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U.S. v. Pugh, 2009 WL 2928757 (S.D. Miss. 2009)

Case (cite)
U.S. v. Pugh, 2009 WL 2928757 (S.D. Miss. 2009)
Year
2009
State
Mississippi
Type of proceeding
Trial
Type of claim
Evidentiary
Expert evidence ruling reversing or affirming on appeal:
Admitted
What was the ruling?
Correct to Admit
Type of evidence at issue:
Firearms identification
Defense or Prosecution Expert
Prosecution
Name of expert(s) who were the subject of the ruling
Brandon Giroux
Summary of reasons for ruling
Defendant argues that testimony should be excluded because of unreliable processes for peer review and lack of error rate information and the possibility for false match. The court disagrees, stating that other than "magazine articles" and opinions from other federal district courts, the defendant provided no case from the Fifth Circuit supporting that firearms identification testimony is unreliable and that accepting this testimony is common practice in the Fifth Circuit.
The jurisdiction’s standard for expert admissibility at the time – list all that apply: (Frye), (Daubert), (Post-2000 Rule 702), (Other)
FRE 702; Daubert
Did lower court hold a hearing
Y
Names of prosecution expert(s) two testified at hearing
Names of defense expert(s) who testified at hearing (or None).
Discussion of 2009 NAS Report (NAS2009) or PCAST report (PCAST)
N
Discussion of error rates / reliability
N
Frye Ruling
N
Limiting testimony ruling
N
Language imposed by court to limit testimony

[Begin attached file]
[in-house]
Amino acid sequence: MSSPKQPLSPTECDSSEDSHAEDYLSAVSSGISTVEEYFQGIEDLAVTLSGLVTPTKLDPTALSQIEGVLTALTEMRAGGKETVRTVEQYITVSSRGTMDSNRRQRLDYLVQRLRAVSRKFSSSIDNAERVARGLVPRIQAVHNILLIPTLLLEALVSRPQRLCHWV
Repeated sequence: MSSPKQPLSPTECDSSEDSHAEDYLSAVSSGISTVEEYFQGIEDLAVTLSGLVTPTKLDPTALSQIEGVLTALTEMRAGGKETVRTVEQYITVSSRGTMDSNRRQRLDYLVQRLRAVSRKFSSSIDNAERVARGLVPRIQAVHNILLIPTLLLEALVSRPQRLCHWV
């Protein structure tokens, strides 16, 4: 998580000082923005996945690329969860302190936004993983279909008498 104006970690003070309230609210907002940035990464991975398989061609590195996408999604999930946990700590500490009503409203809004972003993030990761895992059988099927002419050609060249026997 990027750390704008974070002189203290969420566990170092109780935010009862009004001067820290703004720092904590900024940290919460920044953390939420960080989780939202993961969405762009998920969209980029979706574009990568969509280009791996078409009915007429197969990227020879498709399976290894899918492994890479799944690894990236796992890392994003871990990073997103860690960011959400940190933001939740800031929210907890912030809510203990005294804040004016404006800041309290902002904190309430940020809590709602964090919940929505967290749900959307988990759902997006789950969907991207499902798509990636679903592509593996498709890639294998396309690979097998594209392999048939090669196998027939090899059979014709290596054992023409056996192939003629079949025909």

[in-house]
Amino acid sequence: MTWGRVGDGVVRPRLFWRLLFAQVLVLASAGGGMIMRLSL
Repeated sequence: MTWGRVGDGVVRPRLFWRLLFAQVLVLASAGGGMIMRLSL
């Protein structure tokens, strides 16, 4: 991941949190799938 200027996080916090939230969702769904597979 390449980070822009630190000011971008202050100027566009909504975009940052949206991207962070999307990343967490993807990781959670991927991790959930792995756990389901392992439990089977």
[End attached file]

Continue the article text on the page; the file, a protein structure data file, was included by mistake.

N/A
Ruling based in prior precedent / judicial notice
Y
Daubert ruling emphasizing – which factors – (list 1-5)
N/A
Ruling on qualifications of expert
N
Ruling on 702(a) – the expert will help / assist the jury
N
Ruling on 702(b) – the testimony is based on sufficient facts or data
N
Ruling on 702(c) – the testimony is the product of reliable principles and methods
Y
Ruling on 702(d) – reliable application of principles and methods to the facts of the case
N

Notes

The entirety of the analysis on firearms testimony: “Matching spent shell casings to the weapon that fired them is a recognized method of ballistics testing. See United States v. Washington, 550 F.2d 320, 324 (5th Cir.1977). Other than the argument raised by magazine articles cited by the defense and an out-of-state federal district court ruling, the Court has not found a case from the Fifth Circuit which shows that Giroux’s findings are unreliable. On the contrary, firearm comparison testing has widespread acceptance in this Circuit. United States v. Hicks, 389 F.3d 514, 527–8 (5th Cir.2004), cert. denied 546 U.S. 1089, 126 S.Ct. 1022, 163 L.Ed.2d 853 (2006). The Court finds no reason to grant the motion for new trial based on Giroux’s testimony.”